The paper is organized as follows. Related work is introduced in Section 2. The form and volume of collected microblog data are introduced in Section 3. The detailed solution to predicting the times of retweeting is illustrated in Section 4. The experiment results are presented in Section 5. And finally the conclusions and future work are given.
2. Related Work
The blossom of microblog aroused wide attention of many researchers. Presently, they begin to conduct research on the problems related to microblogs, including analyzing the contents of microblogs, mining the association relation between microblogs and real society [4–11], and predicting whether a tweet will be retweeted as well as the characteristic of retweeting behavior [12–21].
In the related work on the analysis of microblog contents, researchers found that microblog plays an important role in many areas, for example, political elections, earthquake disaster, marketing management, and various kinds of information spreading [4–11]. Tumasjan et al.  find that the political emotion of tweet users has close relation with election and tweets can reflect voters’ inclination in real society by using LIWC text analysis software. Bollen et al.  find that society, culture, politics, and economy have a great influence on public sentiment through extended emotional analysis. Sakaki et al.  successfully find out the earthquake epicenter from Twitter messages through time probability model, and Qu et al.  pointed out that microblogs play an important and positive role in disaster by comparing the content of microblogs before and after Yushu earthquake in 2010. Achananuparp et al.  proposed a model for describing users’ originating and promoting behaviors so as to detect interesting events from sudden changes in aggregated information propagation behavior of Twitter users.
In the related work in retweeting tweets, many researchers study and analyze what contents and features of a tweet make it be retweeted more easily. For example, Chen and Zhang  predict whether a tweet will be retweeted based on its emotional or content keywords, user tags, and historical retweeting frequency. Xiong et al.  studied information diffusion on microblogs based on retweeting mechanism and proposed a diffusion model (SCIR) which contains four states, two of which are absorbing. Zhang et al.  predict whether a tweet will be retweeted by ranking tweets based on weighted feature model. Hong et al.  discuss why and how people retweet messages, as well as what messages will be retweeted by making use of TF-IDF points. Zaman et al.  predict the information spreading in Twitter through collaborative filtering algorithm. Petrovic et al.  decide whether a tweet will be retweeted by manual experiments and then predict it by improved passive progressing algorithm. However, few works on predicting the times that a message is retweeted are published.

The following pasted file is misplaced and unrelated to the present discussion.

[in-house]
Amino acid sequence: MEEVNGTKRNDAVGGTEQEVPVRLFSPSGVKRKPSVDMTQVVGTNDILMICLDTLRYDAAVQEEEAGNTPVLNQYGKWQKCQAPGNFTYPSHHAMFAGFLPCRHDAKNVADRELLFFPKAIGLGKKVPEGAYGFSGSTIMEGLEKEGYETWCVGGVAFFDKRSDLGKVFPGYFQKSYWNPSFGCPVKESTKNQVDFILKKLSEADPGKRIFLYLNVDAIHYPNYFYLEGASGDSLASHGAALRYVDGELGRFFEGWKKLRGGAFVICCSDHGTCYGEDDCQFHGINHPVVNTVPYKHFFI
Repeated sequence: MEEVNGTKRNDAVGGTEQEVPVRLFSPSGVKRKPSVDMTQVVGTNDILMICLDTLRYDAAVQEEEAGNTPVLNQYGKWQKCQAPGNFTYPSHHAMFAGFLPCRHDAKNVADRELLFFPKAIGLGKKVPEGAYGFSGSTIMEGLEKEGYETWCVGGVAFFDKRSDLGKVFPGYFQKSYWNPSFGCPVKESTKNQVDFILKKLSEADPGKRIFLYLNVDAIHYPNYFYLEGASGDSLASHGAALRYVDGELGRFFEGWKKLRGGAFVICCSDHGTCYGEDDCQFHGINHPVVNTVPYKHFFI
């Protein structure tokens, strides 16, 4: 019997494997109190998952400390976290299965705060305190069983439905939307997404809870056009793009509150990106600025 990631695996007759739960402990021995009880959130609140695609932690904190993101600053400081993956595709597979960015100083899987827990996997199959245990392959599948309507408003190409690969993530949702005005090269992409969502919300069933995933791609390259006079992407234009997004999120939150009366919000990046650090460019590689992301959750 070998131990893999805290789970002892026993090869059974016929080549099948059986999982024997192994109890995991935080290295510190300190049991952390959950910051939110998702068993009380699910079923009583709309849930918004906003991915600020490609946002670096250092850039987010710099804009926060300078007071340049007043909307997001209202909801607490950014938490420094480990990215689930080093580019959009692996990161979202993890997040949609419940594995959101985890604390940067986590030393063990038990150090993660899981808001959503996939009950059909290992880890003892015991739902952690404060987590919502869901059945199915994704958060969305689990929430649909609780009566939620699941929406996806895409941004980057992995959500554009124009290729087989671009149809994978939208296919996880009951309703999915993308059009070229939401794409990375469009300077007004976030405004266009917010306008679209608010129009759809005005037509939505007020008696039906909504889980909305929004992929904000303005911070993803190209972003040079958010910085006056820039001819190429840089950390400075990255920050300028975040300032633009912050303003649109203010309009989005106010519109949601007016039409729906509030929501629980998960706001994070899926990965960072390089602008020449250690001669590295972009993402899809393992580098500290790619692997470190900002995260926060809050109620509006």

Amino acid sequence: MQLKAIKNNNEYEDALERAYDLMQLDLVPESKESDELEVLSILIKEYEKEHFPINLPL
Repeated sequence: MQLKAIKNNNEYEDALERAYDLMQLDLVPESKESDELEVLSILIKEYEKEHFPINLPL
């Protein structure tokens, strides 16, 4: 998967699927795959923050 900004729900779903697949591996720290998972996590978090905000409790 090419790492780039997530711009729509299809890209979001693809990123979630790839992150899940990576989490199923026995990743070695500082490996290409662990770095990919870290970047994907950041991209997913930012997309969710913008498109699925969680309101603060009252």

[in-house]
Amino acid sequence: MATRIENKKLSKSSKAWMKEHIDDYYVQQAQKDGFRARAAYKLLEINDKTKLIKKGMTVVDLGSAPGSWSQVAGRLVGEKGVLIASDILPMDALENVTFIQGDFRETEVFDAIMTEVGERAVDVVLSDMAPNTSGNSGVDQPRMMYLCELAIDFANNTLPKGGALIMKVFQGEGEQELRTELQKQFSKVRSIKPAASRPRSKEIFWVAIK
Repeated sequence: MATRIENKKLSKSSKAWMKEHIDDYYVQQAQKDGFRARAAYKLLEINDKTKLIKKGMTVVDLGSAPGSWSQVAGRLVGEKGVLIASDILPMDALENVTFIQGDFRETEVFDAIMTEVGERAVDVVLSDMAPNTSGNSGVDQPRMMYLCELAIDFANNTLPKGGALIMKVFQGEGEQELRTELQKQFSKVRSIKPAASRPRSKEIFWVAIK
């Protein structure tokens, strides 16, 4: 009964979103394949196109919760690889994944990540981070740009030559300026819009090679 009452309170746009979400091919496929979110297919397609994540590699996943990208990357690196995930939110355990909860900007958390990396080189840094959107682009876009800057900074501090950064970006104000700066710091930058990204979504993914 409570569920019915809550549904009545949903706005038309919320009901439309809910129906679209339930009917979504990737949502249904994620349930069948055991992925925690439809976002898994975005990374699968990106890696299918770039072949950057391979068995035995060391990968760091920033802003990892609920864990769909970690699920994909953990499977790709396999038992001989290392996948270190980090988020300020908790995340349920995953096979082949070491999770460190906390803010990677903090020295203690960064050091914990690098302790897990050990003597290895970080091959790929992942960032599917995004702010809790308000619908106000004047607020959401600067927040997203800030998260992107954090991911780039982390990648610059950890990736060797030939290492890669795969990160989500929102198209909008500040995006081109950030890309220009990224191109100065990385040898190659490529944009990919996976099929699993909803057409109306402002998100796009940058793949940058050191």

Zhang et al.  propose to compute the probability that a user retweets a tweet by considering several features first and then build a retweet model with the probability to predict the number of possible views of a tweet. Unankard et al.  compare four different methods, of which the first one is discovering a regression function based on the popularity of messages and network connectivity, the second one is learning a classification model based on users’ preferences in different fields of topics, the third one is simulating retweeting paths starting from a root message by employing Monte Carlo method, and the fourth is building a recommendation model based on collaborative filtering. Luo et al.  propose to identify most similar message from training data based on the similarity between their time series values in the same length period and then fit the ARMA models over the whole time series of the identified message, and finally the fitted model is applied to the test tweet to predict future values. Compared with their work, in this paper, we propose a new perspective to differentiate the time period when a tweet may be largely retweeted and that when the possibility of retweeting becomes small and propose a new concept, a tweet’s lifecycle, which is determined by analyzing the content of the tweet as well as the time series distribution of its top retweets. Based on the calculated lifecycle, different functions are fitted within and out of its lifecycle, so as to predict the number of retweets of a tweet in one month.
In this paper, we take the Sina microblog data as an example to study the prediction on the times of retweeting. This section will introduce the form and volume of the collected raw data.
3.1. Data Form
The basic form of each datum in the collected dataset is as follows: Tweet:time:Amid:Buid:CtDtE...isContain Link:FeventList:GrtTime:HrtMid:IrtUid: JrtIsContainLink:KrtEventList:L.
In which the detailed meaning of each property tag is shown as Table 1.
In order to illustrate the detailed meaning of every property more clearly, we take the following datum as an example: time:2011-06-0511:26:56mid:270926510254626223 8uid:6701001061010001018429227021838is ContainLink:falsertTime:2011-06-05 08:19:59rt Mid:2709258383303085289rtUid:9256021720209 2828482rtIsContainLink:falsertEventList:Li Na win French Open in tennis$Francesca Schiavone.